Tuesday, November 29, 2011


Goodbye, 60 degrees. I’ll see you again in March or April. It’s been nice to have you around but you’ve kind of overstayed your holiday. I really don’t expect to see you for day upon day in November, especially not at the end of November.

For a very brief moment at sunrise today, the sun made an appearance. This was immediately followed by rain and a steadily dropping temperature ever since. It’s not cold enough to make snow on the mountain yet, but I’m thinking it will be in another week.

The rain this morning was enough to keep the hunters away from Roundtop. I didn’t hear any shooting or see any vehicles inching their way up the mountain. The deer, assuming they weren’t shot, are in hiding and were not in evidence anywhere this morning either. And so the dogs got their normal early morning walk by the light of my dimming headlamp. It was only a week or so ago that the morning walks still had some beginnings of the morning’s light. Now, it’s as dark as midnight again. The darkest days of the year have arrived.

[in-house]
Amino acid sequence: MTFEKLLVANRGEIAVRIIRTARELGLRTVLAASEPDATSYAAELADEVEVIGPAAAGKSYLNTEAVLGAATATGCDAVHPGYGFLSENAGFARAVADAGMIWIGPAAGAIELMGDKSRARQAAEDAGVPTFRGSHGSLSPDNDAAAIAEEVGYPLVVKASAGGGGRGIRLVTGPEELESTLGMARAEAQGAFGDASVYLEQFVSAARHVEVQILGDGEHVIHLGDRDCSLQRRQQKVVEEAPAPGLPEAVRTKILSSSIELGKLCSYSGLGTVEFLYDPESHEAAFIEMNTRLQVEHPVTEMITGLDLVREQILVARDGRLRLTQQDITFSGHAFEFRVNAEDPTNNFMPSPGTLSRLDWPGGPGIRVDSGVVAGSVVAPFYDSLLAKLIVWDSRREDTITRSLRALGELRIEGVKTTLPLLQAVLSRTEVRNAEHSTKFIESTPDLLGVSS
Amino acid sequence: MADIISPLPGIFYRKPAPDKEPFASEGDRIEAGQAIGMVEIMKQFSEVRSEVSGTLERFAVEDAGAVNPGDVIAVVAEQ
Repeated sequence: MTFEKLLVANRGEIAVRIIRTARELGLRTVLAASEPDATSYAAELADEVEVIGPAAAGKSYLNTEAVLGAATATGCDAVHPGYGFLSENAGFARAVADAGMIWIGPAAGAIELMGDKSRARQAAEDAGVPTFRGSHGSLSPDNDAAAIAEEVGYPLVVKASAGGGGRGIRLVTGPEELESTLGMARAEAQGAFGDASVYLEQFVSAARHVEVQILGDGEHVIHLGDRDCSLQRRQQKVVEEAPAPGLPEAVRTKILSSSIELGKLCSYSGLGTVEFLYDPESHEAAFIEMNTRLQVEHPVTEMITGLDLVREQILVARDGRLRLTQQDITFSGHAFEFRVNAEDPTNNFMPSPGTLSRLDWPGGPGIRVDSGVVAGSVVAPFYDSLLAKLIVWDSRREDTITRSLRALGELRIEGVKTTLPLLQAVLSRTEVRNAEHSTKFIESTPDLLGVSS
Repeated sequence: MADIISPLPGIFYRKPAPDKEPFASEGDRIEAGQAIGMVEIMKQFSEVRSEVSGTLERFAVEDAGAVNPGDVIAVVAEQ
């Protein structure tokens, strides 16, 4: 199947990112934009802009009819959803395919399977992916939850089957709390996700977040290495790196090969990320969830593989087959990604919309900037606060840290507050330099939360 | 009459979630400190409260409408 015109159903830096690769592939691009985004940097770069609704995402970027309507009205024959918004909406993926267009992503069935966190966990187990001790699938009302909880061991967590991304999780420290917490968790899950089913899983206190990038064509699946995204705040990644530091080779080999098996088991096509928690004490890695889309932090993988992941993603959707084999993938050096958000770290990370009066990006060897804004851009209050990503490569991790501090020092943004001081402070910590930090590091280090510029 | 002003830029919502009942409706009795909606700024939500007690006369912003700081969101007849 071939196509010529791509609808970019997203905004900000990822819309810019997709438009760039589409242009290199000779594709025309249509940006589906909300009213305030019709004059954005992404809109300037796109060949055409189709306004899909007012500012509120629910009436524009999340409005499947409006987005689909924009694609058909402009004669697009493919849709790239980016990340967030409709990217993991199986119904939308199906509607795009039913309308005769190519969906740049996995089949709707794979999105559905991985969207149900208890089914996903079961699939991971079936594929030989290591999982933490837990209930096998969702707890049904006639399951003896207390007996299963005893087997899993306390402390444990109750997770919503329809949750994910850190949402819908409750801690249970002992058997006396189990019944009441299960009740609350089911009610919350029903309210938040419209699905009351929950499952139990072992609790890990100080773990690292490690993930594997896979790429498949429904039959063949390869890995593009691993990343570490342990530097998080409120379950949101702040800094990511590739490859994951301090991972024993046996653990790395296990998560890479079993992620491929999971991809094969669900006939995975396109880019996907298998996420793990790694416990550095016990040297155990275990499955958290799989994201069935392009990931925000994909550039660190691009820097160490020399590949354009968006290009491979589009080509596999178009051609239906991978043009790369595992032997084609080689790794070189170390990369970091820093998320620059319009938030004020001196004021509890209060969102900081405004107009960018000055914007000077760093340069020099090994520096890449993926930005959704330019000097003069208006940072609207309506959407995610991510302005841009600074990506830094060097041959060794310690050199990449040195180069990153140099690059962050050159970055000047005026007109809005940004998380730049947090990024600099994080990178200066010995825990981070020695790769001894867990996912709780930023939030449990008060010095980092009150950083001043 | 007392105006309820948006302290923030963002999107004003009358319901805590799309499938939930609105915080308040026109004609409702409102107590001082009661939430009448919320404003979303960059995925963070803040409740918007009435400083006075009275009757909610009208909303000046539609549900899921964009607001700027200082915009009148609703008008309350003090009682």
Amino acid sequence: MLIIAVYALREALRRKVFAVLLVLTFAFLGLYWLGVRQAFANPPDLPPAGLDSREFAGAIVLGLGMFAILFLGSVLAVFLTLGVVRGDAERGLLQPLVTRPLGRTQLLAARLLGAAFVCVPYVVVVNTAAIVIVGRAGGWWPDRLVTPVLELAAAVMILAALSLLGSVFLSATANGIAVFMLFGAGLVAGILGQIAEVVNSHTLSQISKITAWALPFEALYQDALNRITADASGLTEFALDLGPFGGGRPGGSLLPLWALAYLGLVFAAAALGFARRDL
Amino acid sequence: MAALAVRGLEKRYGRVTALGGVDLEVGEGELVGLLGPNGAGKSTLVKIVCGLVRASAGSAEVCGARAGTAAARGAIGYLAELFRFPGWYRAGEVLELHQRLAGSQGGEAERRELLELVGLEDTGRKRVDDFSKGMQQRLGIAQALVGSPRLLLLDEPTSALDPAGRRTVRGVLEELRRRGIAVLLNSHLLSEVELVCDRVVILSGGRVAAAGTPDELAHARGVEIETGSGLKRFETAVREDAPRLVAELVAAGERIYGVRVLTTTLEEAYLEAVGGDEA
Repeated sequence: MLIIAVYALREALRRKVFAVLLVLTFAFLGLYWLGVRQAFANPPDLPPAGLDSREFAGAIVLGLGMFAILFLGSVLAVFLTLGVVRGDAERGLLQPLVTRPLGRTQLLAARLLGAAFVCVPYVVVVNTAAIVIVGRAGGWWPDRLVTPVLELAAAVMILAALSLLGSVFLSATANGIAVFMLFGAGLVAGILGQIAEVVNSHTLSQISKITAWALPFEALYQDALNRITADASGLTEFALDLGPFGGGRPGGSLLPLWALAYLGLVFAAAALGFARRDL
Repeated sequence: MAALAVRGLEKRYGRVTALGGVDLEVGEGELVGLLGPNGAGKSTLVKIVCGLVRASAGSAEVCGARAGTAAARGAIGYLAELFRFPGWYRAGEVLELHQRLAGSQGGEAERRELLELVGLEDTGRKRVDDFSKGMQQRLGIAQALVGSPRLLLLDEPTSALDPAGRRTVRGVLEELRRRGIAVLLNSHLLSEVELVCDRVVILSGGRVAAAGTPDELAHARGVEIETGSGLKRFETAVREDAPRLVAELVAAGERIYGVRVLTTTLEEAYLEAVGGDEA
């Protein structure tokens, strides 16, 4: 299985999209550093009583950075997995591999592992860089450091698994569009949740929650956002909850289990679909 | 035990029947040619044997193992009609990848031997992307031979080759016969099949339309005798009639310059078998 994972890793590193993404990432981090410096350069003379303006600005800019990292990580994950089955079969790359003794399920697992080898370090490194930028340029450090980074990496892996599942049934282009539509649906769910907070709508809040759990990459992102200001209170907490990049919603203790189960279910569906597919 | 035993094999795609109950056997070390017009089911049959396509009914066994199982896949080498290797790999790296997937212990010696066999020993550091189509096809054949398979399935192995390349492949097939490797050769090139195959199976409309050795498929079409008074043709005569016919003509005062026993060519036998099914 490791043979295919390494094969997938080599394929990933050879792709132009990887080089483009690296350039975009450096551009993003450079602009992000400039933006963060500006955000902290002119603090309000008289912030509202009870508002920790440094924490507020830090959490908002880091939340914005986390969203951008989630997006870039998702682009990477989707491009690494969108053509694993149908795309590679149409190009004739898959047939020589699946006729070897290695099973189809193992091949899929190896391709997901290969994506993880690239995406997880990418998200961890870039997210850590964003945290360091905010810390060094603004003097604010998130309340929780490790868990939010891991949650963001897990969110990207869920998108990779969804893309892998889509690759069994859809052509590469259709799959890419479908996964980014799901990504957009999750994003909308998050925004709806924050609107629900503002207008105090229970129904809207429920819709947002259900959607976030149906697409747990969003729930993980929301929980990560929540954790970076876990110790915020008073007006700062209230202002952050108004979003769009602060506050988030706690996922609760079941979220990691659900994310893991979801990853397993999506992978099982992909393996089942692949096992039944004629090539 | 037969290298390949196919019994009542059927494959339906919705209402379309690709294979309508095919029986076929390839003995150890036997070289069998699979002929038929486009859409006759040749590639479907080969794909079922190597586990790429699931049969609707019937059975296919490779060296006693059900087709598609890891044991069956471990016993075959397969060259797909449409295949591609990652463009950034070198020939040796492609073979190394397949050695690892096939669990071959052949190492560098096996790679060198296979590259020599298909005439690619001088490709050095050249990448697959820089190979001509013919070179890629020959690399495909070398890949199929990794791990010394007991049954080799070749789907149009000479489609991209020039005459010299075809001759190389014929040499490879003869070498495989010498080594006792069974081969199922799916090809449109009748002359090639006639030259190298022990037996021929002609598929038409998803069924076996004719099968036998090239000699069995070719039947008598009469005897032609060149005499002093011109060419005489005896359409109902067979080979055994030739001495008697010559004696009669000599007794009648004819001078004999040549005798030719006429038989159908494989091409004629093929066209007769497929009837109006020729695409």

These are the days when it’s nearly dark when I leave the cabin in the mornings and quite dark when I return home. The birdseed disappears daily, but I won’t get to see the birds until the weekend. I hate that. I always imagine the rarest of the rare arriving at my feeders when I can’t see them. Logically, I know this is unlikely, particularly in November, but logic isn’t the point, is it? Sometimes November can be a hard month, even when it is 60 degrees.


Mark Zug said...

Nice photograph -- romantically bleak, a kind of Tolkienesque feel to me.

Carolyn H said...

Mark: Thanks! Tolkienesque? Maybe. I'm thinking perhaps more like Winterfell before the winter arrives. Thanks for stopping by!

Mark Zug said...

Ah, I've not (yet) partaken of Song of Ice and Fire. Funny how fall brings Lord of the Rings into my thoughts.

Carolyn H said...

Mark: In the parlance of Ice and Fire, "Winter is coming." I highly recommend the series, though it has less magic than LOTR